Bad news for debt collectors: the 11th Circuit Court held in
Johnson v. Midland that
debt collectors may face penalties under the Fair Debt Collection Practices Act (FDCPA) for filing proofs
of claims in bankruptcy for debts in which the statute of limitations
has already expired. In the past, parties in interest were able to file
proofs of claim, knowing that they may be entitled to a recovery from
a bankruptcy estate. Now, debt collectors will be penalized for filing
a claim in a bankruptcy case for a debt that they know to be time-barred.
The case involved two separately consolidated matters where proofs of claim
were filed against debtors filing for bankruptcy under Chapter 13. In
the first case, Midland Funding, LLC was accused of filing a proof of
claim for a debt that occurred more than a decade prior to the beginning
of the debtor’s bankruptcy filing. The statute of limitation in
Alabama, where the claim arose, is only six years. In the second case,
Resurgent Capital Services, L.P. attempted to file a proof of claim on
a debt that arose more than six years prior to the bankruptcy filing.
Both parties sued their respective creditors, citing violations of the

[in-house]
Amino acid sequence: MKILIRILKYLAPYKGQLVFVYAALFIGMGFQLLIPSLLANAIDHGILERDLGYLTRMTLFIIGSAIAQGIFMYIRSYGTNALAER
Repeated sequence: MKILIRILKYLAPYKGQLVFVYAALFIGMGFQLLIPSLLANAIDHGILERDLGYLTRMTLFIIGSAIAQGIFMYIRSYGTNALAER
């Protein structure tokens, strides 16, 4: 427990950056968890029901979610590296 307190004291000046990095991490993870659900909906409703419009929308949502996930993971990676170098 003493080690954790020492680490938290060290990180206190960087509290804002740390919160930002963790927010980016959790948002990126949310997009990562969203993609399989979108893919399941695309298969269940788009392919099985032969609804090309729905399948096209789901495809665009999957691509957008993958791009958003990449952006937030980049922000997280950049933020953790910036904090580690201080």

FDCPA, and arguing that the claims were barred by the relevant statute
of limitations. They maintained that this action was “unfair, unconscionable,
deceptive, and misleading.”
The district court dismissed the first case, having found that the provisions
of section 501(a) of the Bankruptcy Code were in direct conflict with
those of the FDCPA. Because of this conflict, the court applied the doctrine
of implied repeal, which states that the later statute may be read as
an implied appeal of the earlier statute. In the second case, Resurgent
was granted motion for judgment on the pleadings based on the holding
in the previous case. Both were then consolidated for appeal. The 11th Circuit concluded that the Bankruptcy Code did not preclude an FDCPA claim
in the context of a Chapter 13 bankruptcy when a debt collector files
a proof of claim that it knows to be time barred.
Furthermore, they found that there actually exists no conflict between
the Code and the FDCPA, explaining that both statutes provide different
protections and reach different actors and can therefore co-exist. Specifically,
they found that the Bankruptcy Code allows all creditors to file proofs
of claims, while the FDCPA dictates the behavior of online debt collectors
both within and outside of bankruptcy. Additionally, they determined that
there was no blanket prohibition on filing a time-barred claim in bankruptcy;
if a creditor chooses to file a claim, they can, but will open themselves
up to a potential lawsuit.
Ultimately, debt collectors will have to proceed with caution if they wish
to file a proof of claim on debts that are time-barred.
If you believe your rights under the FDCPA have been violated, talk to
a Chicago consumer lawyer at Sulaiman Law Group, LTD to see if you have
a case. Click here to fill out an
online consultation form, or call us at (312) 313-1613.